various ways of universal salvation


#1

Ofcourse God is a mystery and “how” he acomplishes His will is mysterious. Ive been thinking about election, pre destination, and free will. As a Catholic, both free will and pre destination are taught. God came to save everyone, and the elect “will” be saved. But people have a “say” in choosing God and “being” the elect. Its circular, in a way. Many Catholics are molinists - the school of thought that God could foresee “who” would respond to His graces, and made those people the elect - but it was in foreseeing their free and willlingly choosing Him - thats what made the difference. And certainly, Catholics tend to be inclusivists - a muslim might live a good and holy life, and through Christ “might” be saved, if he lived by the law as written on his heart and followed God to the best of his ability. How does God achieve this? Possibly through Christ coming to that good muslim in his final seconds. And ofcourse, through purgatory. Mostly, Catholcis believe that only those who reject God fully, to the end of their days, will be lost in Hell, and only God, no human on earth, knows who those people might be. Some Catholics believe the number in Hell is tiny, almost non existent, or maybe none - other Catholics believe Hell is full. The official Church refuses to speculate on what they consider a matter for God alone.

From the calvinist perspective - I wonder if God simply decides who the elect are - but that at the end of the day, because He loves all his children, we are all elect? I honestly think the end result of calvin plus love equals universal salvation.

So Im torn between the free will - the ability to say "no"to God that Catholcis believe is true (even if its very few people who ultimately do so) and the more calvinist-universalist slant of - it does not have to do with free will - God eventually chooses all of us.


#2

Cindy posted a thread on free will here at Free Will: Its Essential Nature and Implications, in answer to another question. The problem in forums like this, is that many questions get repeated - which is OK - along with the answers. I find it interesting that universalists always include Calvinism and Arminianism - along with a response to it - in their world views. There are some excellent posters here, who will answer more of the questions you have. Or they might point you to other threads discussing the same elements. For the record, I also side with the Roman Catholics and corresponding Protestants on inclusivism. In fact, I would extend it do doing strange stuff, like embracing Buddhist meditation, yoga or Native American ceremony participation (i.e. provided it is a "real’ native, trained and following the historical ceremonial context. It’s a indigenous or indigenous trained specialist, following a tradition centuries old - not some new age wannabee), as long as a Christian worldview framework is adhered to. Or taking part in the Russian Orthodox Holy Fools tradition. I’m a hopeful or potential universalist and an annihilationist, along with being a proponent of the Eastern Orthodox viewpoint of heaven and hell as states - not places.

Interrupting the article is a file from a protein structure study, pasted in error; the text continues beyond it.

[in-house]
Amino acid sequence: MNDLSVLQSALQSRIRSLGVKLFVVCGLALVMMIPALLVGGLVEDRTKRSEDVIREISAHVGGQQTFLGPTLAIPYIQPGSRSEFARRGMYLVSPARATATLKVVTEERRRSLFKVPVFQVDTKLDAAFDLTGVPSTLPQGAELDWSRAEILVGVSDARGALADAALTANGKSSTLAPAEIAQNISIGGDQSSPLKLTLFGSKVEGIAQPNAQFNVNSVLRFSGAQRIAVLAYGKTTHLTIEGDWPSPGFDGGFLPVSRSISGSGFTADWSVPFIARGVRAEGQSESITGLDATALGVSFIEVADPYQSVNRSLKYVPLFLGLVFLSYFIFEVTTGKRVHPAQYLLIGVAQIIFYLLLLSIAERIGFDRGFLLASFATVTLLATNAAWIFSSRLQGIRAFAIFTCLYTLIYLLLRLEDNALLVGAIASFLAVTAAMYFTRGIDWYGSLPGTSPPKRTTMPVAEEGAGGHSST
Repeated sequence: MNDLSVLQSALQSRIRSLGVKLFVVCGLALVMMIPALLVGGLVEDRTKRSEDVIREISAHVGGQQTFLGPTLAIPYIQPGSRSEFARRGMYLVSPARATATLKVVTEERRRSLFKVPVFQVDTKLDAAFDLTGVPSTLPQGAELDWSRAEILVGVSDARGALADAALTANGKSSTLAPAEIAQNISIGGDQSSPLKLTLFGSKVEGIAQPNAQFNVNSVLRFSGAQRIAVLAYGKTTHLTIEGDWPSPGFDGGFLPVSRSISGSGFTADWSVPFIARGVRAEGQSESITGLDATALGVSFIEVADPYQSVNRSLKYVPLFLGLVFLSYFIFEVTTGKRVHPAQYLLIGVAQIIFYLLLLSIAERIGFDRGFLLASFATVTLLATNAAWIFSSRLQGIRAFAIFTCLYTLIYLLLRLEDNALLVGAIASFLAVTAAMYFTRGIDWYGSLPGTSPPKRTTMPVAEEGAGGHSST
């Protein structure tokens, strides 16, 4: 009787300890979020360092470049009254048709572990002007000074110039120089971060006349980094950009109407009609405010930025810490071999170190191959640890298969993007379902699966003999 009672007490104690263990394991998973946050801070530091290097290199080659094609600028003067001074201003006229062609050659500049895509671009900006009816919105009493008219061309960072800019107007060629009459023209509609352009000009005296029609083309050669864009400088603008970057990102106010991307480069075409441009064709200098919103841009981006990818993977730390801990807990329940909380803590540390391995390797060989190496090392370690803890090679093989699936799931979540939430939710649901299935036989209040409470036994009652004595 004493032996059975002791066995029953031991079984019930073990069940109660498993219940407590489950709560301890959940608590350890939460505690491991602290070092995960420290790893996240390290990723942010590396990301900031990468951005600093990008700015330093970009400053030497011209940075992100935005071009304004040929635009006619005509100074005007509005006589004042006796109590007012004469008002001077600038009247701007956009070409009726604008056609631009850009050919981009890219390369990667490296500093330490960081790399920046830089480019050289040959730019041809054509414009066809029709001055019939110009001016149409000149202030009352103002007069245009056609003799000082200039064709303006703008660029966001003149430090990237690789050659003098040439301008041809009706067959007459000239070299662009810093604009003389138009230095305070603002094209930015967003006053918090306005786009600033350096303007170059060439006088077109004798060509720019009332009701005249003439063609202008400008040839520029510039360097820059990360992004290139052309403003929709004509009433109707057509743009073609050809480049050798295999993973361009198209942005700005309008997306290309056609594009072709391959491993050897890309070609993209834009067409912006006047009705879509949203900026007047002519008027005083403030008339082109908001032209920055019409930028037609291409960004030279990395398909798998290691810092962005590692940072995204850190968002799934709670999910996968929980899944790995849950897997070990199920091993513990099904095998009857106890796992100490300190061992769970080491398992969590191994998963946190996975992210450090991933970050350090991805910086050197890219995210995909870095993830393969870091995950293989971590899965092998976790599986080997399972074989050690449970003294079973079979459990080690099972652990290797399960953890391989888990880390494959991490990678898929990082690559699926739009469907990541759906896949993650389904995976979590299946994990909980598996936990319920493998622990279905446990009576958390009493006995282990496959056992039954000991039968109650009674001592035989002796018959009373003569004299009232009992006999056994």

Since Roman Catholicism loves philosophy, Let’s start with something simple. Perhaps purchasing or getting a copy from your local library of The Story of Philosophy: The Lives and Opinions of the World’s Greatest Philosophers by William Durant. It’s an easy and fun read. It might shed some light on how historical figures saw free will and determinism. Or look at the thread General Musings. Here’s also an interesting Protestant response called Question: “Calvinism vs. Arminianism - which view is correct?”

One thing I hope folks learn to do in Universalism with theology, philosophy and scripture discussions, is to define the terms first. It’s something many folks here often fail to do also, in discussions of scripture, theology and philosophy. It’s **not **you, as a poster here - mind you. We might end up with something like this, from Abbot and Costello:


#3